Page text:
Most of the components can be prepared the day before, each one requiring minimal time, leaving you with the pâte à choux prep, final assembly and baking for the day of. It's all about timing and planning. Three cheers for mise en place!

I should point out that there are a couple of serious errors in this recipe, requiring you to pay close attention and adjust accordingly. The 200 gm of puff pastry called for is woefully inadequate, and should be about 600 gm. It was clear that 200 gm was not enough to create a 30x60 cm piece with a 1.5-2 mm thickness.

And when slicing the rouleau, the slices should be 1.0 -1.5 cm thick NOT 1/2 cm as the printed recipe states.  Philippe, where are your recipe testers and copy editors??

As I alluded to above, I admit that I’m not a big fan of rum or raisins. During the pastry program at Le Cordon Bleu, as well as my during my stage at Pâtisserie Pascal Pinaud on rue Monge in the 5th, I was amazed at how often rum (and a lot of it) was used by the Parisians.

When a recipe calls for alcohol, I tend to replace rum with either an almond or hazelnut liqueur, or I leave it out altogether and stick with good old vanilla extract.  It's so much easier on the budget, and I don't find the liqueur to be that much of a flavor enhancer.

For this particular project I replaced any rum in the recipe with Fratello, a delicious hazelnut liqueur that Steve discovered recently, used tart dried cherries instead of raisins and replaced macadamias with hazelnuts.

So let's get going!

I soaked 50 gm of cherries in Fratello/brown sugar and my softened butter/brown sugar mixture is ready to go. I weighed out 50 gm of blanched hazelnuts and coarsely chopped them before final assembly.

I have a batch of crème pâtissière chilled in the fridge.

I roll my puff out to about a 2 mm thickness and a length of 60 cm. (Note: I typically have puff pastry in my freezer so I let it thaw overnight in the fridge before rolling it out.)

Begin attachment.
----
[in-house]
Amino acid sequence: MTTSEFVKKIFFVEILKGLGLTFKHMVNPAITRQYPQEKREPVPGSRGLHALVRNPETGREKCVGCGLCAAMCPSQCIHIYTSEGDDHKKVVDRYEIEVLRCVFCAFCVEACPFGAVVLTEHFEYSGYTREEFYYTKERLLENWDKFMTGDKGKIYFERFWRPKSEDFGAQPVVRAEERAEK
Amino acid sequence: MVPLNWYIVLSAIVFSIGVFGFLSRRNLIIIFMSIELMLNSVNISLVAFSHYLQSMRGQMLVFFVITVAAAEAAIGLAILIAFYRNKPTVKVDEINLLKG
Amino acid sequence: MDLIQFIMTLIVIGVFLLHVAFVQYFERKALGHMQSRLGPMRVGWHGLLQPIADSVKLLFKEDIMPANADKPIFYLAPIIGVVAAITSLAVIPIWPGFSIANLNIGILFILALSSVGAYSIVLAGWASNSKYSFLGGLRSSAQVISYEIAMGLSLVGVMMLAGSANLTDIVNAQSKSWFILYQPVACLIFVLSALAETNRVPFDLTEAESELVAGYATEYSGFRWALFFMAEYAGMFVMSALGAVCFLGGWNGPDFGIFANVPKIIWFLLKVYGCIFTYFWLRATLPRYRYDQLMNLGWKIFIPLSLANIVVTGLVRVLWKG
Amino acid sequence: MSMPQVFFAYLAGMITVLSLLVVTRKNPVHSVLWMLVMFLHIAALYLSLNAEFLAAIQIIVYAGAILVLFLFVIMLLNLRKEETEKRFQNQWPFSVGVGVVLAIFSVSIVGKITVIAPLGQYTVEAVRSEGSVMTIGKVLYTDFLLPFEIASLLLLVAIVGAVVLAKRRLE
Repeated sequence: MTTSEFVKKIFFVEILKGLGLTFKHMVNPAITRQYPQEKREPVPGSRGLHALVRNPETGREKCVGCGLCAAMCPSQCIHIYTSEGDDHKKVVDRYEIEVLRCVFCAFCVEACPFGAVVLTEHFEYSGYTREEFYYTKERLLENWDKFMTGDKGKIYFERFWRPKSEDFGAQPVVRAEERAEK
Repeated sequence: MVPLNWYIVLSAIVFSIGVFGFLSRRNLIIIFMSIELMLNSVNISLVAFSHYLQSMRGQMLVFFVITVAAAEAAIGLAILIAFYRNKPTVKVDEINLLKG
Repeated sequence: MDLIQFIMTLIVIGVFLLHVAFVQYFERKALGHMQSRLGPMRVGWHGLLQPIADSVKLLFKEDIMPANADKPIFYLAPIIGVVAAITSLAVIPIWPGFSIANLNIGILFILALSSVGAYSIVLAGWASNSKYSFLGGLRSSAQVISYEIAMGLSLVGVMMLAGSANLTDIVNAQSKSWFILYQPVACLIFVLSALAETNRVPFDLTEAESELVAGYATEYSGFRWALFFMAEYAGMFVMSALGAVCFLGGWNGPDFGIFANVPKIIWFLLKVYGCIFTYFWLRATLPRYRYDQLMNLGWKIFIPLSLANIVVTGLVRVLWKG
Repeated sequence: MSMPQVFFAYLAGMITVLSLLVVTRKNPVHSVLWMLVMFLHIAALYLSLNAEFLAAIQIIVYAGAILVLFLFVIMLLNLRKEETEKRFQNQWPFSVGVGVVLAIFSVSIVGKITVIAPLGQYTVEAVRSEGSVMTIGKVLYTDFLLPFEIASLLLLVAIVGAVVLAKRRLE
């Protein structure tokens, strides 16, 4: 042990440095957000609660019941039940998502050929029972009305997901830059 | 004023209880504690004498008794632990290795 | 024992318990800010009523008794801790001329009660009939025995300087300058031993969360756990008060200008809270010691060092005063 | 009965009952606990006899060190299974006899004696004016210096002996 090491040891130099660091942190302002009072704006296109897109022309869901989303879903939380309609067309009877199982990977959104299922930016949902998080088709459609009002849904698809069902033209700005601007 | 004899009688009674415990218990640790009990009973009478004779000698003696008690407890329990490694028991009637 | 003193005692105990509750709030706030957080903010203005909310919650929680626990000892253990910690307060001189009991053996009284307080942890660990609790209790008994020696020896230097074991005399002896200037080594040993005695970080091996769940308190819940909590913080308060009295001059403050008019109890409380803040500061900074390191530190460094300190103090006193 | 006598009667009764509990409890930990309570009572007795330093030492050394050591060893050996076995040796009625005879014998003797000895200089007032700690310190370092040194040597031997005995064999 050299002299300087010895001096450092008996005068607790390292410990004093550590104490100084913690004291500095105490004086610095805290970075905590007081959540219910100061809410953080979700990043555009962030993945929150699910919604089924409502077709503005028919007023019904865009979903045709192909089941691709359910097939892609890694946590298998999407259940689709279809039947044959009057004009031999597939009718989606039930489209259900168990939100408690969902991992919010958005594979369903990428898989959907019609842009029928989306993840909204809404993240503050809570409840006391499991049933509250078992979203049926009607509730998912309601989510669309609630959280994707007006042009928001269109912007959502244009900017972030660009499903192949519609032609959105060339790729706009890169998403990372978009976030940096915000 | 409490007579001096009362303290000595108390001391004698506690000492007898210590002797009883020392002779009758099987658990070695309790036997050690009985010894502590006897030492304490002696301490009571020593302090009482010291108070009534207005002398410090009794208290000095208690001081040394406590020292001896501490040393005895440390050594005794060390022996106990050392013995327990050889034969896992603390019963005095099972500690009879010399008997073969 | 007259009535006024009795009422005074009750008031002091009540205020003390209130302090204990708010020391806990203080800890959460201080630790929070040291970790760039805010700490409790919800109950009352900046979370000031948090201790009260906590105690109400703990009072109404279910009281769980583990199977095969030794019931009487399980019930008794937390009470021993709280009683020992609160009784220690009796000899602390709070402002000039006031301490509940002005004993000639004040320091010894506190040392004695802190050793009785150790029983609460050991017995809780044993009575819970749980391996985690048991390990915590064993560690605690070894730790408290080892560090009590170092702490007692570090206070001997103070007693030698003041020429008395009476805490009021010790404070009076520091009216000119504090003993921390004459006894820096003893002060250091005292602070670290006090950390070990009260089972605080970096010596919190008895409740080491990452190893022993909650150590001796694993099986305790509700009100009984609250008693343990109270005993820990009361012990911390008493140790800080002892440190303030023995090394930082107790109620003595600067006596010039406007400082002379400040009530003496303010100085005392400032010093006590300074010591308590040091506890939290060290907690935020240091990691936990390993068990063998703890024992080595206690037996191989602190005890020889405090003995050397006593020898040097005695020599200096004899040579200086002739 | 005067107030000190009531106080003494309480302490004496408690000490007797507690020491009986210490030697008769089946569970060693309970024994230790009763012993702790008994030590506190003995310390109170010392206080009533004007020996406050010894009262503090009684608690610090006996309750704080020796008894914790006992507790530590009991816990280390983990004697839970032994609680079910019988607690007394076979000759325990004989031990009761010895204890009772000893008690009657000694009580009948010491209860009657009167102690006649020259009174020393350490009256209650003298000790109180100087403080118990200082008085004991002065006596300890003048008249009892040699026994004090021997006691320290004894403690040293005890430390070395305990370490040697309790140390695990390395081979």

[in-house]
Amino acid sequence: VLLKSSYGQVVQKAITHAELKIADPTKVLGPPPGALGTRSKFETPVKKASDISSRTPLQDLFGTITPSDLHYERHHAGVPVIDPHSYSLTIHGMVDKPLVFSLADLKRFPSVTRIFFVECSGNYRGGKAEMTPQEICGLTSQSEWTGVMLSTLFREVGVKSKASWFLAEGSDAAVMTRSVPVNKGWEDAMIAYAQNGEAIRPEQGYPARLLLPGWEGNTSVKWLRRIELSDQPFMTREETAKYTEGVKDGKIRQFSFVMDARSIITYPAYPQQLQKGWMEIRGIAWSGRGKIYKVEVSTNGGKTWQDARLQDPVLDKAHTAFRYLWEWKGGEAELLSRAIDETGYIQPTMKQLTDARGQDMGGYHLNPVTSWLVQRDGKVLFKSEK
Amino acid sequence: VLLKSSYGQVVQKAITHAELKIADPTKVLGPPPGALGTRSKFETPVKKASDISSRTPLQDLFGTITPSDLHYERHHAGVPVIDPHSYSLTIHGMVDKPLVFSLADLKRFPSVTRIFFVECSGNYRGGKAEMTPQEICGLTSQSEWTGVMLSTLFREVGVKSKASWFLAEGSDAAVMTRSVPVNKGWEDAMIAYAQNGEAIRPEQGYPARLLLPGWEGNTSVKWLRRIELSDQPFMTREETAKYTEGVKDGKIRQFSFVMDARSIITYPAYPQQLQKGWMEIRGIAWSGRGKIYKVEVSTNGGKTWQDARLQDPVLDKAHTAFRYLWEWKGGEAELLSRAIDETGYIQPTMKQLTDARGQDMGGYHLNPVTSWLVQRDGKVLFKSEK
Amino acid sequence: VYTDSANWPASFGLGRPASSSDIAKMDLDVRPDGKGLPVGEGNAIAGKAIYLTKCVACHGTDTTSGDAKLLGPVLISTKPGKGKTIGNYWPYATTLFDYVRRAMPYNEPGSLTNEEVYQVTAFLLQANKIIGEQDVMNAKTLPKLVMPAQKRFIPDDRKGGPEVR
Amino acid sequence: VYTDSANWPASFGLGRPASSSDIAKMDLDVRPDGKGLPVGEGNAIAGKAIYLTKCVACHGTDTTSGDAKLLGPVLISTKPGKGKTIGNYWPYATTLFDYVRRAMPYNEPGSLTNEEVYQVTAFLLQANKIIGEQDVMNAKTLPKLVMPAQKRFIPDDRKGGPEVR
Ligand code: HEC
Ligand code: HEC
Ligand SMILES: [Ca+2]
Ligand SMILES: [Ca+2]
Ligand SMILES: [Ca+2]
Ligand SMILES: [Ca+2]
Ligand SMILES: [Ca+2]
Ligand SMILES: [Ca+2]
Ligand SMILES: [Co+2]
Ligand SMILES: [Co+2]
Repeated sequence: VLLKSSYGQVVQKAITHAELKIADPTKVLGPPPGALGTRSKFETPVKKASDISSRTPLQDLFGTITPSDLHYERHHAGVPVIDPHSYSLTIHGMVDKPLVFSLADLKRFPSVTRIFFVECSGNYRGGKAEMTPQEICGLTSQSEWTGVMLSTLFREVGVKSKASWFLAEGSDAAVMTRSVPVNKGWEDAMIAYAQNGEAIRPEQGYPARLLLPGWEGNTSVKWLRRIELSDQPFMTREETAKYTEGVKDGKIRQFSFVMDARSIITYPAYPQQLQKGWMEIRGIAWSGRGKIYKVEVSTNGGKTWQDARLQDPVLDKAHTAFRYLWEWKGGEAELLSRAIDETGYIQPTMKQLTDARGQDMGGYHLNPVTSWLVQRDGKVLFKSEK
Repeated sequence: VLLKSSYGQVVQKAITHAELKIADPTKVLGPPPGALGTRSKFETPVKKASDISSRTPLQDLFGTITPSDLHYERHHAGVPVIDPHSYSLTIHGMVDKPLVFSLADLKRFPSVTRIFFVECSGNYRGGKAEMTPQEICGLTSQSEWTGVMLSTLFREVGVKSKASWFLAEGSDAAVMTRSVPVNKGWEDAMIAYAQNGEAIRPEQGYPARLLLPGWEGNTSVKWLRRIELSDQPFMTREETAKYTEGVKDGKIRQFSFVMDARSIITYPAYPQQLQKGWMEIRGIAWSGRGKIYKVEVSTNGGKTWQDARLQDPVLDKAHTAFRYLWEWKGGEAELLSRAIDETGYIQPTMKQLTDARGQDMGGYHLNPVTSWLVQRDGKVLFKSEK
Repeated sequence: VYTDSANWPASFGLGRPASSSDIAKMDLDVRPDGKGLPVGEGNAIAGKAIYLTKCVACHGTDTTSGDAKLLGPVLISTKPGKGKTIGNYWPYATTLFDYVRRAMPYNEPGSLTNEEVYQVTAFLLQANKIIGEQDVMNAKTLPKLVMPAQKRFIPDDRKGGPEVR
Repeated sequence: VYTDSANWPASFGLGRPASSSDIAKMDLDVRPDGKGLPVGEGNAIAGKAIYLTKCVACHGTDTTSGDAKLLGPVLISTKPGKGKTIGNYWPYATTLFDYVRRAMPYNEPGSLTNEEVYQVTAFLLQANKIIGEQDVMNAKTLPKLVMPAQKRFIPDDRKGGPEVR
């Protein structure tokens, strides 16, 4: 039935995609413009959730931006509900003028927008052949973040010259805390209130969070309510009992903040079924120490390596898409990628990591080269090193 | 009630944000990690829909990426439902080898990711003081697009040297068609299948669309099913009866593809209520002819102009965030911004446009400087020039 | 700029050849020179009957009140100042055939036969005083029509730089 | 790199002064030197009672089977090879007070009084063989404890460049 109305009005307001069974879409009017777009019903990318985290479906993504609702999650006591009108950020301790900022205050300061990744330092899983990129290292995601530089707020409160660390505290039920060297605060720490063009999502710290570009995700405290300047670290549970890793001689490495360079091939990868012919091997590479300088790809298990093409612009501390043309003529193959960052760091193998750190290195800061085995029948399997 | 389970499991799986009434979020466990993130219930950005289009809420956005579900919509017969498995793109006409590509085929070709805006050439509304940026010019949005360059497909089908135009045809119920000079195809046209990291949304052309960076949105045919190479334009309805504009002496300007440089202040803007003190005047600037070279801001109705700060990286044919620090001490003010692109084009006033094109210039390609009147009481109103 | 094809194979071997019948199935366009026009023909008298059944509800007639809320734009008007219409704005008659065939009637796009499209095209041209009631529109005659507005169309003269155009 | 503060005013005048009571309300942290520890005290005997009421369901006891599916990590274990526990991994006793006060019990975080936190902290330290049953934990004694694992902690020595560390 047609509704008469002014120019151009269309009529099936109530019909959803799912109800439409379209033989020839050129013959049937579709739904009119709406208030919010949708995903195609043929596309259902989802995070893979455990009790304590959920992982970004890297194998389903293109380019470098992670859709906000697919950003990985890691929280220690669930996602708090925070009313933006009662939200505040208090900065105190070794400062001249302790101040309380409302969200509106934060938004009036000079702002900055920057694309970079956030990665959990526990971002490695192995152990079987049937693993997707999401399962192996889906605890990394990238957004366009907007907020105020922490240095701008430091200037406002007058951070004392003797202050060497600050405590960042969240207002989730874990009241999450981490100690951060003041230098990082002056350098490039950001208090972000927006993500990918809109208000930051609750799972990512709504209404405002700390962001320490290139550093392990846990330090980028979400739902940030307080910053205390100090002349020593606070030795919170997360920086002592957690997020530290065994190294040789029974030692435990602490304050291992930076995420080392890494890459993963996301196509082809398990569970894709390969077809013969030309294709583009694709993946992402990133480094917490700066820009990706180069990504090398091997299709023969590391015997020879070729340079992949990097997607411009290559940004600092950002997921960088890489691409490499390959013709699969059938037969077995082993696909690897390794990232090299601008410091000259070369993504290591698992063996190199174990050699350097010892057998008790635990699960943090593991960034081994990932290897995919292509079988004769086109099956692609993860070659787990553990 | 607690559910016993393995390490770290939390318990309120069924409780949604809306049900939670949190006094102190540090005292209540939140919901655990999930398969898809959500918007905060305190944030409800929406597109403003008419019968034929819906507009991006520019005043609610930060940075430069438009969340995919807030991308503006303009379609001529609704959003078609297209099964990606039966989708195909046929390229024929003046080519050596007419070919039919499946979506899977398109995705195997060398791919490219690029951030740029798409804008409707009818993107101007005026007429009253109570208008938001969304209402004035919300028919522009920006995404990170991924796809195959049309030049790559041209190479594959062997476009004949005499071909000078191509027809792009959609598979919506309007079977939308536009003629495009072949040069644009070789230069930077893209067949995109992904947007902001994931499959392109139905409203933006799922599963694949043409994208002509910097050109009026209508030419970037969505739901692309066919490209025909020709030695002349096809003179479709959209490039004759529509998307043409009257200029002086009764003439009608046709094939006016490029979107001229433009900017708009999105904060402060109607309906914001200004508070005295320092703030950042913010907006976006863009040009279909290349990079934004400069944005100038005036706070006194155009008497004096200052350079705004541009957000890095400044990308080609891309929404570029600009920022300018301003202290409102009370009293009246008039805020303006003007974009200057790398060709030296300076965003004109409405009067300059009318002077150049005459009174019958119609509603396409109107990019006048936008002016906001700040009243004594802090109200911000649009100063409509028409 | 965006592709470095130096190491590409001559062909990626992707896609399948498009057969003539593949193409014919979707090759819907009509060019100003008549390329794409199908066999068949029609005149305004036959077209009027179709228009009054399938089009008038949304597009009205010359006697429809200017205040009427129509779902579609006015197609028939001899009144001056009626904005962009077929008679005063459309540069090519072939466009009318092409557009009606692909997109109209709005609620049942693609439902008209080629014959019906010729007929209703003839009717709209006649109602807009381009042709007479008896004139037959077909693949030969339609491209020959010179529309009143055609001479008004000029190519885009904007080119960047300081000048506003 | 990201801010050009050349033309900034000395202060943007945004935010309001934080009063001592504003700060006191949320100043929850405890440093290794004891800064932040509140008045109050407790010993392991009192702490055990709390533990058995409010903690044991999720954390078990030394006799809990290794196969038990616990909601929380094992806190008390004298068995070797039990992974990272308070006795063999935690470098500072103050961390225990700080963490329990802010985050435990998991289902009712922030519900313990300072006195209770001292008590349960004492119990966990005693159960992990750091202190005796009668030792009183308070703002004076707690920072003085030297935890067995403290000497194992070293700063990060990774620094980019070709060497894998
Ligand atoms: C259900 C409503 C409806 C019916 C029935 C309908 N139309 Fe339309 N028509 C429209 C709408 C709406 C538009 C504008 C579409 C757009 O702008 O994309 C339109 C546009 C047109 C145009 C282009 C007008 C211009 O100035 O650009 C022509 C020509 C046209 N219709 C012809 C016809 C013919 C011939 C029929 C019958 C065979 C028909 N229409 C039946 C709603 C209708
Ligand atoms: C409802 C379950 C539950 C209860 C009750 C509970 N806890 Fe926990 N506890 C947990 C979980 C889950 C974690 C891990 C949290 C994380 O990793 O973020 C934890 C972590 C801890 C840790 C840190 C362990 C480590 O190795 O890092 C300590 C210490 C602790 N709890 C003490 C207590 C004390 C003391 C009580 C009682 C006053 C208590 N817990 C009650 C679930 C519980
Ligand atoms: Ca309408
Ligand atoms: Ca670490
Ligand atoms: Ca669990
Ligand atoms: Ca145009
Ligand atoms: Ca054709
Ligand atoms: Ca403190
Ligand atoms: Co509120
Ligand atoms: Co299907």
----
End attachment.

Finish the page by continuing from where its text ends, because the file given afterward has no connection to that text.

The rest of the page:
I spread on the softened butter/brown sugar mixture and rolled it up snugly (the rouleau). Note: images below

The rouleau can be wrapped and refrigerated until you are ready to assemble the chausson.  Alternatively you can form the rouleau the same day, freeze it for 40 minutes or so, and it will be ready to slice.

Wrap and chill the rouleau and on the day you plan to assemble and bake your chausson make your pâte à choux. 

Once the choux is ready, blend in the crème pâtissière, add the zests of one lemon and one orange, a splash of vanilla extract, the marinated cherries and the chopped hazelnuts.  Your filling is ready to go! 

Remove your puff roll from the fridge (or freezer) and cut cleanly into 1.0-1.5 cm thick slices.

Cool layers, don't ya think?

Now comes a bit of fussiness.

The slices are rolled out into a flat, ~2 mm thick oval, and it is very helpful if you keep the slices cool. Work with 3 or 4 at a time while keeping the others handy in the fridge.  Work quickly on a nicely floured surface to minimize the potential sticking of the butter layer. I keep a bench scraper close by to lift up the dough and re-flour the surface as I go.

Scoop a grosse noix of filling just low of center on your oval and fold it over.  Don't worry about sealing the edges - just gently place them together, since you want the chausson to be open.

Yessirree!

Now give them a coat of egg wash and chill. Philippe recommends a one hour refrigeration before baking.  I put mine in the freezer for about 30 minutes.  My practice with all things puff pastry is to freeze before baking, whether it's chausson aux pomme, palmier or simply blind baking a puff crust for a quiche or flan.  The freezing firms up the dough and re-stabilizes the butter layers before it goes into the hot oven.

Bake at ~350ºF convection for about 30-40 minutes.

Remember: every oven is different, and it is sooooo key to pay attention to what's going on in there!  Even convection ovens don't always bake uniformly, so rotate and change shelf positions of your sheet pans half way through. It works!

Et voila - c'est fini! These babies were tasty indeed. Who would’a thunk it to put puff pastry, pastry cream, choux paste all together in one pastry. Oh boy, oh boy!